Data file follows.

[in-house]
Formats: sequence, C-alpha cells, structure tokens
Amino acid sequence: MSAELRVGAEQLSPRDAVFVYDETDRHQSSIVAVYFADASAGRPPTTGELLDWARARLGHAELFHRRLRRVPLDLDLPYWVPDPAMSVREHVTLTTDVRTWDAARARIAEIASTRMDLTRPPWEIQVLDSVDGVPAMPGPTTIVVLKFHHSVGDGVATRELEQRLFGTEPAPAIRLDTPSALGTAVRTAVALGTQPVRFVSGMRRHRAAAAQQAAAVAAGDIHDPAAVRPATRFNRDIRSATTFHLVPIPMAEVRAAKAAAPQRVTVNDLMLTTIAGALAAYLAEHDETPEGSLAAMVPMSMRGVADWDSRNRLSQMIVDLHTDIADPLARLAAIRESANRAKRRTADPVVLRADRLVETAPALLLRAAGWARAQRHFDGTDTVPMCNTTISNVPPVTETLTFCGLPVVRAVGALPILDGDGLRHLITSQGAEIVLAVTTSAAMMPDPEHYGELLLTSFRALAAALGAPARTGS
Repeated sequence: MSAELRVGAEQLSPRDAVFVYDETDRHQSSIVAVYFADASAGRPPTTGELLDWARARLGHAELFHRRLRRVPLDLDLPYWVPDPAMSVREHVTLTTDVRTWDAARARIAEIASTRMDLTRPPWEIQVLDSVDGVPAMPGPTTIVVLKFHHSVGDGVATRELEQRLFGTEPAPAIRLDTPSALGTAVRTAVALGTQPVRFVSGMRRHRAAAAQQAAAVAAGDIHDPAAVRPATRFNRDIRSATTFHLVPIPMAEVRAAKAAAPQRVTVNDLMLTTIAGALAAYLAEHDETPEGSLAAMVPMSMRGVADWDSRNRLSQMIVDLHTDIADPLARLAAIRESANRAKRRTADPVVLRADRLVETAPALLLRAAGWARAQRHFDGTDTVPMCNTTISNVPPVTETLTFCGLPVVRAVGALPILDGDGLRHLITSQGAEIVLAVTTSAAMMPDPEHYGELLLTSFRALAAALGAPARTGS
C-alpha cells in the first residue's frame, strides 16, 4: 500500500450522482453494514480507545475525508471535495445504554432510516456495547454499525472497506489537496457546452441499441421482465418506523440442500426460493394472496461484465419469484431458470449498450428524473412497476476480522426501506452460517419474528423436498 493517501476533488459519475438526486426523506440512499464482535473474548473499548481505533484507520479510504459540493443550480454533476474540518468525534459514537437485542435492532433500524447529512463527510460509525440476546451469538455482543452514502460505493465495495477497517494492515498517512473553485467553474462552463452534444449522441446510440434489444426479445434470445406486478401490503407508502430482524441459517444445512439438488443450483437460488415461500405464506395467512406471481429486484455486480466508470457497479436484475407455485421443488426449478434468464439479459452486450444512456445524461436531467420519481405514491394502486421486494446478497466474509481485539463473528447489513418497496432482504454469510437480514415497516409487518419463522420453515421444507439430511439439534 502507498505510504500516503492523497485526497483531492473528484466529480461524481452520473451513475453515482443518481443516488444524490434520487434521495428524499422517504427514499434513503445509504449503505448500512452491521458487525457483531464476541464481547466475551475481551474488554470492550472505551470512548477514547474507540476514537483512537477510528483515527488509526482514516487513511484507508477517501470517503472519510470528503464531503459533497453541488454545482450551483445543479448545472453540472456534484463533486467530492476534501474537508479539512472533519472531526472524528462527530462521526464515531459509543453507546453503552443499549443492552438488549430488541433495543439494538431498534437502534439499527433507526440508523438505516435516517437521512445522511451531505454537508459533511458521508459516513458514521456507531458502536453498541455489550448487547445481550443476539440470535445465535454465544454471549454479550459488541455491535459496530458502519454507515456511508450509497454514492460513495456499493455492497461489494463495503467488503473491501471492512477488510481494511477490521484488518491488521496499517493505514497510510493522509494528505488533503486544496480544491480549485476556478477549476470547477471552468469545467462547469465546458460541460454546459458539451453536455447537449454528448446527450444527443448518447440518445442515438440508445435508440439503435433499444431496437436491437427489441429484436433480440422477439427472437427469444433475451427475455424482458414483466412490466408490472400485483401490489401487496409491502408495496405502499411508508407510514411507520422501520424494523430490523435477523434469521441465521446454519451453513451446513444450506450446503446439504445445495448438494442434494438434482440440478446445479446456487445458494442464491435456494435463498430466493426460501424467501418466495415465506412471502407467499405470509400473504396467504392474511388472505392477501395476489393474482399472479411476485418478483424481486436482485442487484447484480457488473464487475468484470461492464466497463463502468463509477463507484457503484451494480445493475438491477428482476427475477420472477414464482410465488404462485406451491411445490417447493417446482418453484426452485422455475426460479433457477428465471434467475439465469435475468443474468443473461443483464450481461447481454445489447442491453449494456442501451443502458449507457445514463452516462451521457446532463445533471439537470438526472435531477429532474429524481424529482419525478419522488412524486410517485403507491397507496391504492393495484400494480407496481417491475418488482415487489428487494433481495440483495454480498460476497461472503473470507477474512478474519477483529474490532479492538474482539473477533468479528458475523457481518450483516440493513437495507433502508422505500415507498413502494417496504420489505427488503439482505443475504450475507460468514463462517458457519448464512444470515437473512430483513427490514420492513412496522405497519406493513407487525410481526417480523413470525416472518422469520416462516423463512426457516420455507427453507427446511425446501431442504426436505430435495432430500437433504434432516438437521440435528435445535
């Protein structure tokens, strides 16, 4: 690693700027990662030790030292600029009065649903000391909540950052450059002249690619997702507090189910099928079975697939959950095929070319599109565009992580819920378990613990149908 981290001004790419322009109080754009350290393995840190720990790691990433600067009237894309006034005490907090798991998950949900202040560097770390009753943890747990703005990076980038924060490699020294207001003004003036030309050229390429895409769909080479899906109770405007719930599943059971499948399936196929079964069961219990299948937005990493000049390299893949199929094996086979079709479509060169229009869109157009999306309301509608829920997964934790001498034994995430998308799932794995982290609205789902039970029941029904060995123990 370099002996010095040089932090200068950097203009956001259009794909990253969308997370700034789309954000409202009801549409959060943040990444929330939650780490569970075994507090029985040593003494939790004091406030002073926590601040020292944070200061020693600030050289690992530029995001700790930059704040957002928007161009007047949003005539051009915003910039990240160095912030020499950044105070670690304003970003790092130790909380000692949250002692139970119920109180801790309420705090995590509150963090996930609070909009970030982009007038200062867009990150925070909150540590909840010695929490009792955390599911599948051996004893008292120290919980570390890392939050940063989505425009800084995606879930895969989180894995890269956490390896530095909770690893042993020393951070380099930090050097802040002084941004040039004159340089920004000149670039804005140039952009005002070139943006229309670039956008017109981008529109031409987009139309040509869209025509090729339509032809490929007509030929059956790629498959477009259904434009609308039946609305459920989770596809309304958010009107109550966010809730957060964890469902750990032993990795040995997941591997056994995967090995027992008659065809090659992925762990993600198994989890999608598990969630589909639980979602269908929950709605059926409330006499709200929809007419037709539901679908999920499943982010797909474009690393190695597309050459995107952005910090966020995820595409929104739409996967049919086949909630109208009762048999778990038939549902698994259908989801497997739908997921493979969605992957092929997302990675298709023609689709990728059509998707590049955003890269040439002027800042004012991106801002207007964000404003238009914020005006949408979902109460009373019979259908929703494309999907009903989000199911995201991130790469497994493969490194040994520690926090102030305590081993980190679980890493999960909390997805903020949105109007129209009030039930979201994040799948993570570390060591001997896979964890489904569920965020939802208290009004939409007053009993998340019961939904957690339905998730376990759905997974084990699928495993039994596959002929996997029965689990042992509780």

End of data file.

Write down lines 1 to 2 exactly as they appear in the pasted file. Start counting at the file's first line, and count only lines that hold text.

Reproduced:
[in-house]
Formats: sequence, C-alpha cells, structure tokens